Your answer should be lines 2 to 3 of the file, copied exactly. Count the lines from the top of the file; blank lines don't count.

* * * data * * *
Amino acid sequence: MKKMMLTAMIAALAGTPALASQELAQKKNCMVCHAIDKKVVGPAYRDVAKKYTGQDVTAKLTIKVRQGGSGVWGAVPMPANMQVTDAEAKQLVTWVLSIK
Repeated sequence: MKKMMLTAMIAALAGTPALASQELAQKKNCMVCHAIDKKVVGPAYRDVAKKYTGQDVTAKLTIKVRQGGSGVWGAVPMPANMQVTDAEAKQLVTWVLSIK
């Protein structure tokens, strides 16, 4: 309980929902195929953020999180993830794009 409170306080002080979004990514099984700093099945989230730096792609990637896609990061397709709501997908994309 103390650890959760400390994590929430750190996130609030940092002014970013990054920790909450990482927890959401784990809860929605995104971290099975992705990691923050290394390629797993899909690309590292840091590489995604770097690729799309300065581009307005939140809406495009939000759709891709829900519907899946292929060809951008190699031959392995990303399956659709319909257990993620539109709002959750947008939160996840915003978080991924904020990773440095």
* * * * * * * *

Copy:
Repeated sequence: MKKMMLTAMIAALAGTPALASQELAQKKNCMVCHAIDKKVVGPAYRDVAKKYTGQDVTAKLTIKVRQGGSGVWGAVPMPANMQVTDAEAKQLVTWVLSIK
């Protein structure tokens, strides 16, 4: 309980929902195929953020999180993830794009 409170306080002080979004990514099984700093099945989230730096792609990637896609990061397709709501997908994309 103390650890959760400390994590929430750190996130609030940092002014970013990054920790909450990482927890959401784990809860929605995104971290099975992705990691923050290394390629797993899909690309590292840091590489995604770097690729799309300065581009307005939140809406495009939000759709891709829900519907899946292929060809951008190699031959392995990303399956659709319909257990993620539109709002959750947008939160996840915003978080991924904020990773440095």